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Railway TransportationRestaurantsDining and DrinkingUnited States Census BureauCharles Carroll

Set squarely between the nation’s capital and Baltimore, Howard County is a well-blended mix of the bucolic, the urban and the suburban.

Spread out over 160,640 acres are sights as diverse as a quaint historic district in Ellicott City, high-tech research parks, a mall with more than 200 stores, rivers and forests in two state parks, a lakefront city center, horse farms and fields dotted with sheep and cattle, an antiques and art center at Historic Savage Mill and two 14-screen movie theaters.

The county can boast of such accomplishments as having the first national railroad terminus, one of the largest planned cities in the country and a reputation as America’s heartland of soccer.

Demographically, the county is considered affluent and well-educated. With a population of 287,085 Howard has a median household income of $101,867, the highest in the state and among the highest in the nation, according to the U.S. Census Bureau. About 57 percent of residents over 25 years old have a bachelor’s degree or higher.

THE WAY WE WERE

The county’s first settler, a Puritan named Adam Shipley, was granted a home near the Patapsco River in what is now Elkridge by Lord Baltimore in 1687.

Farms, many planted with tobacco, sprouted along the rivers, and the county’s farmers became its leaders. The family of Charles Carroll, a signer of the Declaration of Independence, acquired 10,000 acres of fertile fields and forest in the early 1700s.

Once farms were established, mills for cotton, lumber and corn, and furnaces for the iron dredged from the river banks were built. The Ellicott brothers, Quakers from Pennsylvania, arrived in 1772 with a mission to convert farmers from tobacco to wheat. They settled in a hollow on the Patapsco River and sparked a vast number of changes in the county.

Through their leadership, a road from Baltimore to Frederick was started — appropriately named Frederick Road. The Ellicott brothers also aided the beginning of the Baltimore and Ohio Railroad, with its first terminus in Ellicott City.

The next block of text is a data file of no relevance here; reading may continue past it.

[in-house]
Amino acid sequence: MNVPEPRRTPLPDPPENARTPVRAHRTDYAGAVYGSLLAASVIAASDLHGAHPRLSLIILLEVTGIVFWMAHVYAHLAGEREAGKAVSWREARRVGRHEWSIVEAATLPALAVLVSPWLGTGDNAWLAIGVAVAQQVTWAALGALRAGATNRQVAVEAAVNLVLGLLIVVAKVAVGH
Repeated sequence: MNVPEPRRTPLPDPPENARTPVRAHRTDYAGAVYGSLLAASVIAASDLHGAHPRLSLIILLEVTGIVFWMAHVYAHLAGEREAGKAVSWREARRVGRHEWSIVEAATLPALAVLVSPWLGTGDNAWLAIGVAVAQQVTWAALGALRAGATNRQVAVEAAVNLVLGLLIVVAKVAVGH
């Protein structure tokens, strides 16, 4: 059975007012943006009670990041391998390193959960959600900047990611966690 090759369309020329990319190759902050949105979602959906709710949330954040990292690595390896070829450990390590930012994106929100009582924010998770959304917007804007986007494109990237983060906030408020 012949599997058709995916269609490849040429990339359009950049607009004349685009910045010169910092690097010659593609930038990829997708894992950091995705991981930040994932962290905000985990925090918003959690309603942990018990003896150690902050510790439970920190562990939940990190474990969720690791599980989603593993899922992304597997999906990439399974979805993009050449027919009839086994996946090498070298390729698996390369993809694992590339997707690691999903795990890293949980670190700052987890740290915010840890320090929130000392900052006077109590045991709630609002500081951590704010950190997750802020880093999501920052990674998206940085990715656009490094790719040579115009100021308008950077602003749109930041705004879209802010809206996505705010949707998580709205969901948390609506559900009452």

During the Civil War, Howard County sent its sons to both Confederate and Union armies — splitting families and communities. A portion of the underground railroad runs along Route 1 to Baltimore.

In the 19th century, the county became a haven for wealthy Baltimore and Washington residents who built summer homes, searching for relief in the fresh country air during the hot summer months.

THE NEW CITY AND BEYOND

Until the 1950s, the county didn’t change much from its established agrarian lifestyle. It was then that suburban development — restaurants, motels and shops — began to appear along main arteries of the county, attracting more residents.

In 1965, the county accepted the ambitious plans of developer James Rouse to buy 14,000 acres and build a planned city of 110,000 people. Rouse’s vision included the values of racial, religious and economic diversity and harmony, as well as a convenient and aesthetically pleasing place to live and work.

His plan included 10 villages, each with its own shopping area, recreation sites and school. Business parks would fringe the city, and a commercial downtown area would center around an indoor shopping mall and lakefront entertainment center.

Today, Columbia boasts more than 120 eateries, along with lakefront festivals and Merriweather Post Pavilion, an amphitheater that draws some 250,000 people to concerts each year. The Columbia Association, the city’s quasi-government organization, runs a network of pools, gyms and recreation sites.

The city’s core is poised for a redevelopment. A 30-year master plan to bring up to 5,500 new homes and 6 million square feet of office and retail space along with new cultural amenities won approval in February 2010. Developer Howard Hughes Corp. intends to break ground in 2012.

As Columbia has grown and developed, so have surrounding areas of Ellicott City, Elkridge, Glenelg, Clarksville, Glenwood and Maple Lawn. Howard’s population grew by 32 percent between 1990 and 2000 and another 16 percent between 2000 and 2010, Census data shows.

The thriving atmosphere for housing, jobs, places of worship, schools, parks, shopping centers and recreational areas make Howard County a top-notch place to live and work.

Copyright © 2014, The Baltimore Sun
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